By Lee Sharkey
I was one of the ones who crossed over.
They told me I was a chosen one.
I crossed into the city. What was I carrying on my shoulders?
The parts of the sentence were separated, I saw, by centuries.
I crossed carrying a sentence on my shoulders.
The city gates read City of Refuge.
They showed me a city with water for cleaning and drinking.
There was bread in the city to quiet hunger.
If you come without intention, they said, the city will open.
They said, here the avenger cannot enter.
I asked, but how have I come to this city.
They said, better to ask, where are the city’s famed bookstalls.
Many a head has bent over a book and asked many a question.
Who am I to come to this city, I asked, and bowed my head.
Bread on the water, bread on the water, I asked.
In the Biblical-era kingdoms of Israel and Judah six cities were designated “cities of refuge,” to which those who had committed manslaughter might come and claim the right of asylum. Hebron, whose name derives from the Semitic root for friend, was one such city. The first time I visited Israel/Palestine, in 1979, an Israeli taxi driver drove me and my mother slowly through its narrow streets—an act of provocation, he boasted, against the Palestinians who lived there. Today, Hebron bristles with tension as fewer than a thousand Jewish settlers live barricaded and guarded by the Israeli Defense Forces among 215,000 Palestinians. Demolitions of nearby Palestinian villages proceed unchecked. But for many centuries Hebron was a cultural crossroads with a tradition of hospitality.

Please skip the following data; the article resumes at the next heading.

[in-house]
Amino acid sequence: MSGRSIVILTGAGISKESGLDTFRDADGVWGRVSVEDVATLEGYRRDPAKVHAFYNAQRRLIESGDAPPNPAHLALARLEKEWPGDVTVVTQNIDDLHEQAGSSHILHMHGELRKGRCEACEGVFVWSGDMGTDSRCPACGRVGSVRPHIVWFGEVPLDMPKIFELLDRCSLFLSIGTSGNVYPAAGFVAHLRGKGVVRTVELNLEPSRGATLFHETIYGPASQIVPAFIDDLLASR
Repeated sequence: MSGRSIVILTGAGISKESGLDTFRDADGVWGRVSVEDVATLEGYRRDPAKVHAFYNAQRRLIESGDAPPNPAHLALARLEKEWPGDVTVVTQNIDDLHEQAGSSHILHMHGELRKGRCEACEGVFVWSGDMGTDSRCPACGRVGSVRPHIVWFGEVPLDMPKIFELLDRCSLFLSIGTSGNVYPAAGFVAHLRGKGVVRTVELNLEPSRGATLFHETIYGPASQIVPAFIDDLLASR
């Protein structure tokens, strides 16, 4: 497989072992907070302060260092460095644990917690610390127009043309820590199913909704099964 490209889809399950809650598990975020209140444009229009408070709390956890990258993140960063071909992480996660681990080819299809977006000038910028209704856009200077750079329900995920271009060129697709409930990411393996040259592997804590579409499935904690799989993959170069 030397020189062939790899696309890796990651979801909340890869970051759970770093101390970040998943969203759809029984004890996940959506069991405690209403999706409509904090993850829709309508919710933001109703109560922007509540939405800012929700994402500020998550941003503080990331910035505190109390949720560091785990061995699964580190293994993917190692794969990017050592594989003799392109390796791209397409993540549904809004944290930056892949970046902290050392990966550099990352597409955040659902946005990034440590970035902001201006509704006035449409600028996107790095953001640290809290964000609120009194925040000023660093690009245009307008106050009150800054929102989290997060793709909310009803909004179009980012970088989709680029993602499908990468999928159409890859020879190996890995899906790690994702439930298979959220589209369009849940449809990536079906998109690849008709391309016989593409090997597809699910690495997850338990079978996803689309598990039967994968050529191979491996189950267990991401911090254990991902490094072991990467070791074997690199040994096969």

It seems crucially important to me, at this time when hatreds divide us and violence upends whole countries’ civilian populations, that we retain the ideal of the City of Refuge, a place of peace and mutual respect where human needs are met and all are welcome who wish to begin anew. The traveler who recounts the tale of his arrival in “The City” has been taught that he/she is one of the “chosen people,” but who exactly constitutes this chosen tribe? What responsibilities does chosenness entail? The speaker of the poem is advised to enter the city “without forethought,” open to experiencing the questions that fill him/her as a casting of bread on the water—the traditional Tashlich ritual for disburdening oneself of the past year’s failings—a first step toward making something better of what lies ahead.
–Lee Sharkey, JVP Artist Council
By Ben Ratskoff Because Haredi communities have historically detached their work in Jewish law from the carceral Israeli state, their perspectives on incarceration seem worth exploring in order to imagine alternative political visions of...
How to think and what to do about race in order to abolish prisons By Anonymous In 2010, I had a 4-month long psychotic episode during which time I broke several laws, including public disturbance, shoplifting, stalking and whatever it is...
How do we achieve real safety?